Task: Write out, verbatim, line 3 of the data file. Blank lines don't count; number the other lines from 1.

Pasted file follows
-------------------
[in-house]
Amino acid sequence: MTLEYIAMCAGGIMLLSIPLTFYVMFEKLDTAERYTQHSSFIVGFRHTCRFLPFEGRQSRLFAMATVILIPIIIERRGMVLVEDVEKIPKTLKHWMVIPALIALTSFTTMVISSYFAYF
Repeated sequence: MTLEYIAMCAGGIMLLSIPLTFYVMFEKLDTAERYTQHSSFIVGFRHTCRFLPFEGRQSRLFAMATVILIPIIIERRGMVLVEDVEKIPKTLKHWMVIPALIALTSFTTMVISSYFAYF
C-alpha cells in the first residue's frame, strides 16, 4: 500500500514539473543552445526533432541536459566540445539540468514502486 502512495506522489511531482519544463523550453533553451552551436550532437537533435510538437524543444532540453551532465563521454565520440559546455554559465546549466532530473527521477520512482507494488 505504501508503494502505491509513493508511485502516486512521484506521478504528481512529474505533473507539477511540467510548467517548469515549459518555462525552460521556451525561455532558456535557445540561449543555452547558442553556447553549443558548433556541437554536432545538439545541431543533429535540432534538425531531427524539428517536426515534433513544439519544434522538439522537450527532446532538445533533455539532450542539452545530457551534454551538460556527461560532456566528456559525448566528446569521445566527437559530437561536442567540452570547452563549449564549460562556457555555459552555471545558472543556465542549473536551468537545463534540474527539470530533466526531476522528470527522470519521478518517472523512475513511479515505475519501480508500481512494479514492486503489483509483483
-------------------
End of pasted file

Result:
Repeated sequence: MTLEYIAMCAGGIMLLSIPLTFYVMFEKLDTAERYTQHSSFIVGFRHTCRFLPFEGRQSRLFAMATVILIPIIIERRGMVLVEDVEKIPKTLKHWMVIPALIALTSFTTMVISSYFAYF